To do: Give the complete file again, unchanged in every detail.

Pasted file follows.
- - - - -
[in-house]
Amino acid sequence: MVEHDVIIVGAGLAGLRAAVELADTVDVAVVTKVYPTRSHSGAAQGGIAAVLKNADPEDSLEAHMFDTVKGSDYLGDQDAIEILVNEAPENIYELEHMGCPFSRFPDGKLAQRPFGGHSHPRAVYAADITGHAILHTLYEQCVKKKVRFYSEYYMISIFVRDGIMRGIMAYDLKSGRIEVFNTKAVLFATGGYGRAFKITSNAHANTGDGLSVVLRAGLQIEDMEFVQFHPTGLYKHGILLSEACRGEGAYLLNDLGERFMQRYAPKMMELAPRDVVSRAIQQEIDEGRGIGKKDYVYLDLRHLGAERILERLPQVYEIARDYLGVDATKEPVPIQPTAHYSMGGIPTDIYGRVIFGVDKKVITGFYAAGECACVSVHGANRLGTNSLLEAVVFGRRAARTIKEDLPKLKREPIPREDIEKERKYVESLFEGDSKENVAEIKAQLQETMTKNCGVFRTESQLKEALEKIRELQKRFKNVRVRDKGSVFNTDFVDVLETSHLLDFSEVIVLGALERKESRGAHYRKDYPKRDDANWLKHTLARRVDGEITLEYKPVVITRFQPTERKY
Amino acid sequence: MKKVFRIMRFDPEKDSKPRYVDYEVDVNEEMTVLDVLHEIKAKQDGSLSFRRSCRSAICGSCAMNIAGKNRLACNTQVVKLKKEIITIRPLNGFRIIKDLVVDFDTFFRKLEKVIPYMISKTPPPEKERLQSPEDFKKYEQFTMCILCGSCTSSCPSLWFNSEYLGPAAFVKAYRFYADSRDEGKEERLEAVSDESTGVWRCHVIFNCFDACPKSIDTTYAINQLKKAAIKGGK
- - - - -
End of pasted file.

[in-house]
Amino acid sequence: MVEHDVIIVGAGLAGLRAAVELADTVDVAVVTKVYPTRSHSGAAQGGIAAVLKNADPEDSLEAHMFDTVKGSDYLGDQDAIEILVNEAPENIYELEHMGCPFSRFPDGKLAQRPFGGHSHPRAVYAADITGHAILHTLYEQCVKKKVRFYSEYYMISIFVRDGIMRGIMAYDLKSGRIEVFNTKAVLFATGGYGRAFKITSNAHANTGDGLSVVLRAGLQIEDMEFVQFHPTGLYKHGILLSEACRGEGAYLLNDLGERFMQRYAPKMMELAPRDVVSRAIQQEIDEGRGIGKKDYVYLDLRHLGAERILERLPQVYEIARDYLGVDATKEPVPIQPTAHYSMGGIPTDIYGRVIFGVDKKVITGFYAAGECACVSVHGANRLGTNSLLEAVVFGRRAARTIKEDLPKLKREPIPREDIEKERKYVESLFEGDSKENVAEIKAQLQETMTKNCGVFRTESQLKEALEKIRELQKRFKNVRVRDKGSVFNTDFVDVLETSHLLDFSEVIVLGALERKESRGAHYRKDYPKRDDANWLKHTLARRVDGEITLEYKPVVITRFQPTERKY
Amino acid sequence: MKKVFRIMRFDPEKDSKPRYVDYEVDVNEEMTVLDVLHEIKAKQDGSLSFRRSCRSAICGSCAMNIAGKNRLACNTQVVKLKKEIITIRPLNGFRIIKDLVVDFDTFFRKLEKVIPYMISKTPPPEKERLQSPEDFKKYEQFTMCILCGSCTSSCPSLWFNSEYLGPAAFVKAYRFYADSRDEGKEERLEAVSDESTGVWRCHVIFNCFDACPKSIDTTYAINQLKKAAIKGGK